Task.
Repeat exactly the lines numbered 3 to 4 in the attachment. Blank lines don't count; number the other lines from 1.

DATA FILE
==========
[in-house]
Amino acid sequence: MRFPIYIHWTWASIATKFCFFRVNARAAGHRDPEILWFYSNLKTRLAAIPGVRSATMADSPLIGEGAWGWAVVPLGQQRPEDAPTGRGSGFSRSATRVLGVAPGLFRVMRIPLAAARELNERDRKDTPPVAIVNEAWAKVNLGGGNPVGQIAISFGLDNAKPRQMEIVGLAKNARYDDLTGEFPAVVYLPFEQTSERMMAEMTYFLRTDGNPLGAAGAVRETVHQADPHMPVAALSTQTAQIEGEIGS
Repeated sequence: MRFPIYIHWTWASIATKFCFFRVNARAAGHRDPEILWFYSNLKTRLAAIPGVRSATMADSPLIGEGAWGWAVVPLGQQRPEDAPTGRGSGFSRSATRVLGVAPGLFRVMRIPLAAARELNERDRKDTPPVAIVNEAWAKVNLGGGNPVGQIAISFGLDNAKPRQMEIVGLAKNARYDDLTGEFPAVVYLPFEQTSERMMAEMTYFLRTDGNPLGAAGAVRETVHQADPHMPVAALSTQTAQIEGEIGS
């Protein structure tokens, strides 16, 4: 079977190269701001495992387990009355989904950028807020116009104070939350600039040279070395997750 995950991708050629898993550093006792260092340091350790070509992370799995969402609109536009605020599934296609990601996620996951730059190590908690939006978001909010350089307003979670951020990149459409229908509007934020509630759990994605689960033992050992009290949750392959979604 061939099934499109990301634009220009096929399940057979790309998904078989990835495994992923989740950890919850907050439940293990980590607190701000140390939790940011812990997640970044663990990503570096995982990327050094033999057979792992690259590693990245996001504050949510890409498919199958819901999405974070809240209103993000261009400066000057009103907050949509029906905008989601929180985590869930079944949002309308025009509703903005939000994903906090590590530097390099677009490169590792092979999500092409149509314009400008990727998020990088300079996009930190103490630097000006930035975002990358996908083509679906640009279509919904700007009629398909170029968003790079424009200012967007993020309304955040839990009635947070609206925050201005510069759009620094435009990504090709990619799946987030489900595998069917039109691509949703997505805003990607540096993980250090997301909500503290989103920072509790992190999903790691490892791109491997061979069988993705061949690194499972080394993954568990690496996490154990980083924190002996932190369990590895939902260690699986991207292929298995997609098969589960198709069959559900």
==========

Repeated sequence: MRFPIYIHWTWASIATKFCFFRVNARAAGHRDPEILWFYSNLKTRLAAIPGVRSATMADSPLIGEGAWGWAVVPLGQQRPEDAPTGRGSGFSRSATRVLGVAPGLFRVMRIPLAAARELNERDRKDTPPVAIVNEAWAKVNLGGGNPVGQIAISFGLDNAKPRQMEIVGLAKNARYDDLTGEFPAVVYLPFEQTSERMMAEMTYFLRTDGNPLGAAGAVRETVHQADPHMPVAALSTQTAQIEGEIGS
């Protein structure tokens, strides 16, 4: 079977190269701001495992387990009355989904950028807020116009104070939350600039040279070395997750 995950991708050629898993550093006792260092340091350790070509992370799995969402609109536009605020599934296609990601996620996951730059190590908690939006978001909010350089307003979670951020990149459409229908509007934020509630759990994605689960033992050992009290949750392959979604 061939099934499109990301634009220009096929399940057979790309998904078989990835495994992923989740950890919850907050439940293990980590607190701000140390939790940011812990997640970044663990990503570096995982990327050094033999057979792992690259590693990245996001504050949510890409498919199958819901999405974070809240209103993000261009400066000057009103907050949509029906905008989601929180985590869930079944949002309308025009509703903005939000994903906090590590530097390099677009490169590792092979999500092409149509314009400008990727998020990088300079996009930190103490630097000006930035975002990358996908083509679906640009279509919904700007009629398909170029968003790079424009200012967007993020309304955040839990009635947070609206925050201005510069759009620094435009990504090709990619799946987030489900595998069917039109691509949703997505805003990607540096993980250090997301909500503290989103920072509790992190999903790691490892791109491997061979069988993705061949690194499972080394993954568990690496996490154990980083924190002996932190369990590895939902260690699986991207292929298995997609098969589960198709069959559900």